Polyglutamylation is a posttranslational modification (PTM) that adds several glutamates on glutamate residues in the form of conjugated peptide chains by a family of enzymes known as polyglutamylases. Polyglutamylation is well documented in microtubules. Polyglutamylated microtubules consist of different α- and β-tubulin subunits with varied number of added glutamate residues. Kinetic control and catalytic rates of tubulin modification by polyglutamylases influence the polyglutamylation pattern of functional microtubules. The recent studies uncovered catalytic mechanisms of the glutamylation enzymes family, particularly tubulin tyrosine ligase-like (TTLL). Variable length polyglutamylation of primary sequence glutamyl residues have been mapped with a multitude of protein chemistry and proteomics approaches. Although polyglutamylation was initially considered a tubulin-specific modification, the recent studies have uncovered a calmodulin-dependent glutamylase, SidJ. Nano-electrospray ionization (ESI) proteomic approaches have identified quantifiable polyglutamylated sites in specific substrates. Indeed, conjugated glutamylated peptides were used in nano-liquid chromatography gradient delivery due to their relative hydrophobicity for their tandem mass spectrometry (MS/MS) characterization. The recent polyglutamylation characterization has revealed three major sites: E445 in α-tubulin, E435 in β-tubulin, and E860 in SdeA. In this review, we have summarized the progress made using proteomic approaches for large-scale detection of polyglutamylated peptides, including biology and analysis.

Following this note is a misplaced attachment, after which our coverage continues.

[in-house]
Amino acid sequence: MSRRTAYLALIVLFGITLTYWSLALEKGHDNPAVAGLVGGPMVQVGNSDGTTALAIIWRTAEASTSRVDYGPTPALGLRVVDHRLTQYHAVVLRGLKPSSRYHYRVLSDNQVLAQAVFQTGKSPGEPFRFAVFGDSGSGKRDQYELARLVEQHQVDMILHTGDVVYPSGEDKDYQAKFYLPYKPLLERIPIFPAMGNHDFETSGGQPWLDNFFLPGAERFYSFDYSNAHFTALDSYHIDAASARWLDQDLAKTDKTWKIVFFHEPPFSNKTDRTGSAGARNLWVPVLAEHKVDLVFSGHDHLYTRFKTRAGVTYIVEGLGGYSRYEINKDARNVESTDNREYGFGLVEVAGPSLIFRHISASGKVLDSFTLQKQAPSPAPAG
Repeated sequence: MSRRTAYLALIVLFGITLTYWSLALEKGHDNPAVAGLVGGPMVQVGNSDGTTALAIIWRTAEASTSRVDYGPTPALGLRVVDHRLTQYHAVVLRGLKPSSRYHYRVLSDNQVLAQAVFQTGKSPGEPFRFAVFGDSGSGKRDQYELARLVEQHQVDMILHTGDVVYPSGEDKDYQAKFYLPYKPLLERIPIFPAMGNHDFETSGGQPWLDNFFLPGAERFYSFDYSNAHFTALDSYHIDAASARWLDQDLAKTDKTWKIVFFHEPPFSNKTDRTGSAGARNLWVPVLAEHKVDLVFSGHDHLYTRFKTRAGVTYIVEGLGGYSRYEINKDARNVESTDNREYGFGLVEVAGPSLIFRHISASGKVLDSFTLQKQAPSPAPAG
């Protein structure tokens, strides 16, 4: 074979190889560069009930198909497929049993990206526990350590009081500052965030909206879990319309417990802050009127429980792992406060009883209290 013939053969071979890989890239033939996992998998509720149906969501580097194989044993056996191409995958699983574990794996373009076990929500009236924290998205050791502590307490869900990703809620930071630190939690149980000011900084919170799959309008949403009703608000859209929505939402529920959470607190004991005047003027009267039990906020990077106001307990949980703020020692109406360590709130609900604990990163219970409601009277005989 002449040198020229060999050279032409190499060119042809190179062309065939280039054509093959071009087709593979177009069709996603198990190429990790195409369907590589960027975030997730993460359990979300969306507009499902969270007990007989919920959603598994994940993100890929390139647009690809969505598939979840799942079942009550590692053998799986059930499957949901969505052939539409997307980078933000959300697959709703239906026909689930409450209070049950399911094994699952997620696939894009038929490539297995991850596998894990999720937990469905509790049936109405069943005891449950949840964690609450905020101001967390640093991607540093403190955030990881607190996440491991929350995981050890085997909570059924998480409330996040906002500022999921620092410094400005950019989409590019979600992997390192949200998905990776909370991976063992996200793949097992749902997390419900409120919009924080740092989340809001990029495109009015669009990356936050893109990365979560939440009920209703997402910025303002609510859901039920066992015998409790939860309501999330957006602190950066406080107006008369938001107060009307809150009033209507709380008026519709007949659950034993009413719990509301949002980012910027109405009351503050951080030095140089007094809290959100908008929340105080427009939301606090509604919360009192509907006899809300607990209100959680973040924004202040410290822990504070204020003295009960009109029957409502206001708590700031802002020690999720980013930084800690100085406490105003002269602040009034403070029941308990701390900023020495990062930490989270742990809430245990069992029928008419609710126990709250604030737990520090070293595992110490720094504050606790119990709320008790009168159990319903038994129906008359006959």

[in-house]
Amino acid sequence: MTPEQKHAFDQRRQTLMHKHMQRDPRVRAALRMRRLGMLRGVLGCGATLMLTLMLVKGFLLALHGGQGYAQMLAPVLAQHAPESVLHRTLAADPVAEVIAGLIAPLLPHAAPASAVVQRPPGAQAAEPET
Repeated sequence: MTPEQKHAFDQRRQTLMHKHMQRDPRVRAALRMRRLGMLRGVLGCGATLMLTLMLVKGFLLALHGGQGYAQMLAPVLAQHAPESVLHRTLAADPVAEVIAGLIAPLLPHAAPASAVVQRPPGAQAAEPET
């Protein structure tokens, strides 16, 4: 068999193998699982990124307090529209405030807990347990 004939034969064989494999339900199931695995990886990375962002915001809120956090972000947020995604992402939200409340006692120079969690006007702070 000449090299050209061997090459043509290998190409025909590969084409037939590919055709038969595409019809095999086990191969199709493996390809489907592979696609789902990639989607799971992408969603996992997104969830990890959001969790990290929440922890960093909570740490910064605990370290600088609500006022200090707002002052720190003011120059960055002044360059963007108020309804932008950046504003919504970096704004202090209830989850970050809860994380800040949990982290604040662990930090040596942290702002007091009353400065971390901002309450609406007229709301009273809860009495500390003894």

Datum: 01.04.2022


Current status of PTMs structural databases: applications, limitations and prospects

Abstract